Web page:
About 45 interested students showed up for the Google Summer of Code 2013 info session that was organised at Ghent University on Monday, April 15th 2013 in the Faculty of Engineering in the Plateau building.
First there was an general introduction on what Google Summer of Code (GSoC) is, explaining the goal of the program, the benefits for the students and an overview of the timeline. This was followed by a few Open Source organisations that will participate in this year's GSoC, presenting themselves and potential projects to work on, and a few students who took part in past versions of GSoC, sharing their experiences with the audience. This turned out to be a nice mix of information and different experiences that gave a good view for the attending students on what to expect from applying for and participating in GSoC.
Some useful advice that was spread :
- Put enough time in the preparation of your project proposal. Your future mentors will review this and will base their decision on accepting you mostly on this proposal. Make sure you explain well what you plan to do, how you plan to do it, and how much time you will spend on each part. Be as detailed as possible.
- Be active in the community of the organisation you want to work with. This shows the mentors that you are really interested. Don't be afraid to ask questions, or to participate in a discussion on the IRC channel or mailing list. It helps when your name rings a bell when the mentors are going through all the project proposals.
The sooner you start with this, the better. Follow the mailing list and try submitting a few patches. It was suggested that you choose an org for next year already and contribute to it, as a preparation for GSoC 2014 (if there would be one).
- Choose a project you like. If you get accepted you'll spend almost 3 months working full time on it, so it helps if the programming language, developing environment, code base and your project are something you are comfortable with. This does not mean that you should choose a too easy project, there can be some challenge. That will keep it interesting for you. Just find something you can chew but is challenging enough to keep you going.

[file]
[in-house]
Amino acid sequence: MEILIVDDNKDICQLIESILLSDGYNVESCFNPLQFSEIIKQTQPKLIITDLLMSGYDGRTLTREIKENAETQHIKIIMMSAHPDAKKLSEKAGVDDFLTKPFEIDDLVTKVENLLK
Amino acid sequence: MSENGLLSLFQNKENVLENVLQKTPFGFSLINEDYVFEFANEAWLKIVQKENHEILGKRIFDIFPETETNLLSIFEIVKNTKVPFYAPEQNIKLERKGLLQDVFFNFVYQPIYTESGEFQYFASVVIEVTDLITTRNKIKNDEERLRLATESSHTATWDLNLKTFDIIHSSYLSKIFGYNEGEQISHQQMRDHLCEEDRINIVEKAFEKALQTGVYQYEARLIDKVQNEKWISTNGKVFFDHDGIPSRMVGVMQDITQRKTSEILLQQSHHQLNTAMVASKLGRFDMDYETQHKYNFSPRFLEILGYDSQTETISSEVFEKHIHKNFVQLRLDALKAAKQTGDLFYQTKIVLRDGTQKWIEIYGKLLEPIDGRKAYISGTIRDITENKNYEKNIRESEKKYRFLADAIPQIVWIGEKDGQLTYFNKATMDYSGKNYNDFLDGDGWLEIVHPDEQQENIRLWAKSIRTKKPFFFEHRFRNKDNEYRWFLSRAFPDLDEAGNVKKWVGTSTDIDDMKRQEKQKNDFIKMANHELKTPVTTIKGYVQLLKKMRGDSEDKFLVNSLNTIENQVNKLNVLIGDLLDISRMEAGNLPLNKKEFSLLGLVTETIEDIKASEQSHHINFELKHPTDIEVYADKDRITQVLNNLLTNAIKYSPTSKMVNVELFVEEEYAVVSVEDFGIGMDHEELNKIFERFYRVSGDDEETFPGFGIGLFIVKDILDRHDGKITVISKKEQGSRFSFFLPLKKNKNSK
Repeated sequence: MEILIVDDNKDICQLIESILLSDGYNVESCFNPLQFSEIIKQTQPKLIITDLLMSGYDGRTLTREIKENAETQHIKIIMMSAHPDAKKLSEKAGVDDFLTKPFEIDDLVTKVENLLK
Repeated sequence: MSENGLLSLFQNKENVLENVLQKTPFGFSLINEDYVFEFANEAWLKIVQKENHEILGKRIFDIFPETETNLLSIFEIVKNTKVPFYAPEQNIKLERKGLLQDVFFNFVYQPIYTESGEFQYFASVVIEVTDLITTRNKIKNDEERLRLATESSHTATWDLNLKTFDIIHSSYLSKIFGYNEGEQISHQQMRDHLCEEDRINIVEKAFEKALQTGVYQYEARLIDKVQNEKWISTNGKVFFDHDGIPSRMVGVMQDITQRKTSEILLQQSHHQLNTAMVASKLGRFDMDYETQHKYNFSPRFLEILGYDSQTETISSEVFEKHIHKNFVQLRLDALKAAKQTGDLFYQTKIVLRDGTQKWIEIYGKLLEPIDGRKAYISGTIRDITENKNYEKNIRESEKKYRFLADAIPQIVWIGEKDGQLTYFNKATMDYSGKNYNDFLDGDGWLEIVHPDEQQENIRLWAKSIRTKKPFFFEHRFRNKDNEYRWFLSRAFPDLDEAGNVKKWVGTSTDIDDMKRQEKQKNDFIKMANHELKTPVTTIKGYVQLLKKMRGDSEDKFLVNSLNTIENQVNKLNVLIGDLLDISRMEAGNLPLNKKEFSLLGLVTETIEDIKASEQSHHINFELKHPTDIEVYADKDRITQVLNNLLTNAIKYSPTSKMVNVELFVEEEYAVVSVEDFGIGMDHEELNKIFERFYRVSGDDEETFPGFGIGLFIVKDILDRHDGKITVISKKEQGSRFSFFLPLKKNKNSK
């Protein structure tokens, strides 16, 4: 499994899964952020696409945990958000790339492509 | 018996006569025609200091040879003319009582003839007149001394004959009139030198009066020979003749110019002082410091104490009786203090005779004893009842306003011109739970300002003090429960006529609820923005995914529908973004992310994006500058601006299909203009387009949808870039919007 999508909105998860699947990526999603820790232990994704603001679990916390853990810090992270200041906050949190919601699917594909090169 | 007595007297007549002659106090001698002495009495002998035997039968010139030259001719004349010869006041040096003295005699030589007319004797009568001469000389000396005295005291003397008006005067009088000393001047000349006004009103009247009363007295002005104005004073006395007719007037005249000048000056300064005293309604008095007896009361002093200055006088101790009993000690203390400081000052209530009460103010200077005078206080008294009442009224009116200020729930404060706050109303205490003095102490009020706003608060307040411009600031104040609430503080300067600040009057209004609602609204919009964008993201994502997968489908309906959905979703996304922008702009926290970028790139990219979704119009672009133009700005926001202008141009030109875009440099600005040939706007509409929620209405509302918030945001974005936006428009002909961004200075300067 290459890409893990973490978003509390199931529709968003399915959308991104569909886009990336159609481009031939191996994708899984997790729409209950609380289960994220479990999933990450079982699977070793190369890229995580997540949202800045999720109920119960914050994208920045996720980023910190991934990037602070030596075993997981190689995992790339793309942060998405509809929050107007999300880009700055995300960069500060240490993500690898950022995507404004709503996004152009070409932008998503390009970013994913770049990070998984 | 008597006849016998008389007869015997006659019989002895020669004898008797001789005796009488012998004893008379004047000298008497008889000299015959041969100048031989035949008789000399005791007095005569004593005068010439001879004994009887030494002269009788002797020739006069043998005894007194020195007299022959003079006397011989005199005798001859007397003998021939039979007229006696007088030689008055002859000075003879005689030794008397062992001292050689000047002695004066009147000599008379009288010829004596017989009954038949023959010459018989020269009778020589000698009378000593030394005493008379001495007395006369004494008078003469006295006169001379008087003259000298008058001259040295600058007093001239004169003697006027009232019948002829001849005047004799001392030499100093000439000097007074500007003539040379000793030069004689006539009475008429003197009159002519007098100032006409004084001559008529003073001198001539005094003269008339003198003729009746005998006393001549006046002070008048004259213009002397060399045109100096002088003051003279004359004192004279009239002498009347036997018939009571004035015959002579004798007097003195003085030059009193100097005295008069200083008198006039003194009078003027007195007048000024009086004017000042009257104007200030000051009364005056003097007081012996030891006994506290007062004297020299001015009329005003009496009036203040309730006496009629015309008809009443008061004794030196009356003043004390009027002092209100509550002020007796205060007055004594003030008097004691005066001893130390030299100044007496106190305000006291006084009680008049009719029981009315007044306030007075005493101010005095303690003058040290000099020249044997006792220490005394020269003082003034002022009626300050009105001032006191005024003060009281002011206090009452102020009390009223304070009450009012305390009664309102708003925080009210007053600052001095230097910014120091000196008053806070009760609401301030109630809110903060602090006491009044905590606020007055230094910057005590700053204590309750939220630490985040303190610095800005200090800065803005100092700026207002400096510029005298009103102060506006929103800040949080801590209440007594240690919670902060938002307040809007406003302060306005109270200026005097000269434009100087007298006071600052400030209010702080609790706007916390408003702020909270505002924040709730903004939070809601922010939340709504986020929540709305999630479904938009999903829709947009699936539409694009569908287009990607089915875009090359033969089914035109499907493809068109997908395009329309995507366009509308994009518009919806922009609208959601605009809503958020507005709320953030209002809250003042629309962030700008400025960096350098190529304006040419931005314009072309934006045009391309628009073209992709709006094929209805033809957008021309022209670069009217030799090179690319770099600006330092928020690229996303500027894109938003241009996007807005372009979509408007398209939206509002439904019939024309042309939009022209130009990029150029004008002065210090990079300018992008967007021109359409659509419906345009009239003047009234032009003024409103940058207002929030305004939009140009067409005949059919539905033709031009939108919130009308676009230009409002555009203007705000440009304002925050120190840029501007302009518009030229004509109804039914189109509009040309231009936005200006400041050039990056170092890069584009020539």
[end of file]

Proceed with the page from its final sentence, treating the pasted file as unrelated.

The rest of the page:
It was mentioned that having some proficiency with the programming language you will be working with is usually a good point, but one of the organisations (ESUG) mentioned that learning a new language (SmallTalk in their case) can be a nice experience as well.
- It is an interesting experience, that will give you some real world development experience, will get you introduced in the Open Source community and looks nice on your CV.
Thanks to the Google Open Source Programs Office for the promotional material, the Open Source organisations (phpMyAdmin, SAGE, ESUG, MuseScore, Debian and Samba) and previous GSoC students (Jasper Van der Jeugt (worked on Haskell) and Sander Bogaert (worked on K9 mail)) for their talks and sharing their experience, and to the student associations (VTK, Zeus WPI, Ceneka) and UGent for their help in organising the event.